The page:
Unlikely alliances had to be made between left- and right-wing parties in order to form a government invested by the National Assembly, which resulted in strong parliamentary instability. Hence, France had fourteen prime ministers in succession between the creation of the Fourth Republic in 1947 and the Battle of Dien Bien Phu in 1954. The rapid turnover of governments (there were 17 different governments during the war) left France unable to prosecute the war with any consistent policy according to veteran General René de Biré (who was a lieutenant at Dien Bien Phu).[51] France was increasingly unable to afford the costly conflict in Indochina and, by 1954, the United States was paying 80% of France's war effort, which was $3,000,000 per day in 1952.[52][53]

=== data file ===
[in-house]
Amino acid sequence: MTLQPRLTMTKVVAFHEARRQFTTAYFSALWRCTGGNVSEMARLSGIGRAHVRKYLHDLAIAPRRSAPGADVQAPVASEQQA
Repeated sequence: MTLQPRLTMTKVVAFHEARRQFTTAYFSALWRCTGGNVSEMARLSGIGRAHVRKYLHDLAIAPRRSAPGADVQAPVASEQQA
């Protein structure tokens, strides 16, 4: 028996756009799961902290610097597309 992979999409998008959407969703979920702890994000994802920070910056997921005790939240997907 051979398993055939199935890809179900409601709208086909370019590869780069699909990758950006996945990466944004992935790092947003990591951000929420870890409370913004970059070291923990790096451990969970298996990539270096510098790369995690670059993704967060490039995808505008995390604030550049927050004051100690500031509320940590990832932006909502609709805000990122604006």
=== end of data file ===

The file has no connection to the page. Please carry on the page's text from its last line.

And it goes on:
A strong anti-war movement came into existence in France driven mostly by the then-powerful French Communist Party (outpowering the socialists) and its young militant associations, major trade unions such as the General Confederation of Labour, and notable leftist intellectuals.[21][54] The first occurrence was probably at the National Assembly on March 21, 1947, when the communist deputees refused to back the military credits for Indochina. The following year a pacifist event was organized, the "1st Worldwide Congress of Peace Partisans" (1er Congrès Mondial des Partisans de la Paix, the World Peace Council's predecessor), which took place March 25–28, 1948, in Paris, with the French communist Nobel laureate atomic physicist Frédéric Joliot-Curie as president. Later, on April 28, 1950, Joliot-Curie would be dismissed from the military and civilian Atomic Energy Commission for political reasons.[55]